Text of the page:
PyDev of the Week: Philip Guo

This week we welcome Philip Guo (@pgbovine) as our PyDev of the Week! Philip is the creator of the popular Python Tutor website and a professor at UC San Diego in the cognitive science and computer science department. Let’s take some time to get to know Philip!

Can you tell us a little about yourself (hobbies, education, etc):

I am an assistant professor of cognitive science and computer science at UC San Diego. My research and teaching revolve around the topic of how to greatly expand the population of people around the world who can learn programming skills. There’s a lot of great people working on training the next generation of software developers, but I’m also interested in how we can apply programming to many other fields including the physical sciences, social sciences, design, arts, and humanities. Outside of my normal work, I used to write a lot of articles on my website but lately I’ve been trying to stay off the computer in my off-time, so I’ve turned to recording vlogs, podcasts, and other audio/video content that don’t require me to be glued to the computer.

Why did you start using Python?

Wow, that made me think way back … I first started using Python around 2004 (I believe it was Python 2.2 or 2.4 back then) to write small programs to organize my personal photo collection and create static photo galleries for my website. We didn’t have a term for this back then, but now I think people call it a “static site generator” — the idea being that you would write scripts offline to pre-process and organize your content, then generate the appropriate HTML pages. Those HTML pages can then be uploaded (via old-school FTP) to a web server and then visible on the web. The nice thing about static site generators (especially back in those days) was that you could host your website anywhere since it was just a bunch of HTML and image files; there was no need for the server to support any kind of scripting. Python made me fall in love with programming because for the first time I could write code to do something tangible and immediately useful to me. Before that, I saw code mostly as either an academic subject that I learned in classes or a tool that I used for jobs.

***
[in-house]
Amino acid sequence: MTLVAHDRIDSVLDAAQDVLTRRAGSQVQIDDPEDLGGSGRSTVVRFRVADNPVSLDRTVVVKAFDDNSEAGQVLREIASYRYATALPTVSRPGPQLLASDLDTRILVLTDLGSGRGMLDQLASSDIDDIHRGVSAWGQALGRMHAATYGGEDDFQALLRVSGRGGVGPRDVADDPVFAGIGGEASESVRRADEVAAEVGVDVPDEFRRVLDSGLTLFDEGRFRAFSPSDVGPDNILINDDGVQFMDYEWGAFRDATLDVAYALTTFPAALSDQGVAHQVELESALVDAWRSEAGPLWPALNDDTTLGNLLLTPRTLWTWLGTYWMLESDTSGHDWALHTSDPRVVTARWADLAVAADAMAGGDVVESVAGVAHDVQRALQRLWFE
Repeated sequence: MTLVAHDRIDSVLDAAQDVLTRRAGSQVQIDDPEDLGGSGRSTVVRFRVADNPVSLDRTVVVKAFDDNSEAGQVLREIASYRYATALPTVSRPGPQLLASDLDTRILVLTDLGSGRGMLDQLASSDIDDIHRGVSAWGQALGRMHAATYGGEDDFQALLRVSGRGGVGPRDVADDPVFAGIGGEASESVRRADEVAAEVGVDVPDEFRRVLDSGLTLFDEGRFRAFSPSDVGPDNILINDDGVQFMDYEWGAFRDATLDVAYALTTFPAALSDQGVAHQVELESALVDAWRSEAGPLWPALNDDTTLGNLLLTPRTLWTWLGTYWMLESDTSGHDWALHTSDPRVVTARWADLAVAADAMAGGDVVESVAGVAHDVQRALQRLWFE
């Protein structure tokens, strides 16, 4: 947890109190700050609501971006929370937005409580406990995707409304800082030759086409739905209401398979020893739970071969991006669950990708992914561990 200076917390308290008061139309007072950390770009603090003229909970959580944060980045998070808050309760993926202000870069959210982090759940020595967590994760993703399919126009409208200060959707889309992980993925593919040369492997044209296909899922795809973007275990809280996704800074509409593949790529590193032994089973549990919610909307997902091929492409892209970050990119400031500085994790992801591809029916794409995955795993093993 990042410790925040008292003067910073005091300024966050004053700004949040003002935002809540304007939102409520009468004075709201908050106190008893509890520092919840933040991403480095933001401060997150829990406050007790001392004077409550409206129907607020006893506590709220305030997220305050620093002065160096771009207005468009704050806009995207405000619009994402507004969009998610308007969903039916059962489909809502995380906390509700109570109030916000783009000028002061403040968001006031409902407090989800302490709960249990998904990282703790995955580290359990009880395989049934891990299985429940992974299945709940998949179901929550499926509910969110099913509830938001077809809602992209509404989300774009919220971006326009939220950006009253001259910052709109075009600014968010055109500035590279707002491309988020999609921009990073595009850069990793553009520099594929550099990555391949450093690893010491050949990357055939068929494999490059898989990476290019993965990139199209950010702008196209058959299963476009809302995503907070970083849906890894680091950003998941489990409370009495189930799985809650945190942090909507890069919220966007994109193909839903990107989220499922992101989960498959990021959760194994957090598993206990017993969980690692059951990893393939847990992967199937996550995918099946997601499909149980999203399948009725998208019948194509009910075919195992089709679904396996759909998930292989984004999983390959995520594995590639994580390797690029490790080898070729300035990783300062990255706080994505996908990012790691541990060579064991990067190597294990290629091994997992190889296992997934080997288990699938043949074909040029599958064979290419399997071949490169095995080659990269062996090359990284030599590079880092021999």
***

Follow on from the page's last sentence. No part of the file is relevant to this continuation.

What other programming languages do you know and which is your favorite?

Besides Python, I probably know JavaScript the next best since most of my day-to-day programming work is building web apps, which requires JavaScript for the frontend. I’ve been doing JavaScript for longer than Python, starting around 1997 or so, but that was *really* simple copy-and-paste from books sort of stuff. I didn’t actually understand what was going on with the goofy JavaScript animation code that I copied into my very first websites over 20 years ago (wow, time flies!). I’ve been steadily tracking the evolution of the JavaScript ecosystem throughout the past 20 years, and am equal parts inspired and horrified by it.

I also know C pretty well in theory, but in practice I haven’t had to use it much for the past decade. I used to write a ton of low-level source and binary code manipulation tools for my software analysis research back in the day, so I had to wrestle with the innards of the C and Linux world more than I’d want to remember. I think it’s immensely important for people to at least have a decent understanding of C and its compiler toolchain ecosystem (whether on Windows or UNIX-like systems) since many higher-level programming languages are implemented in C.

I’ll say Python is my favorite since I’m doing this interview 🙂 But really I try not to get too dogmatic about particular programming languages. In terms of what I’d turn to for most tasks, I’d pick up Python just because I know it the best.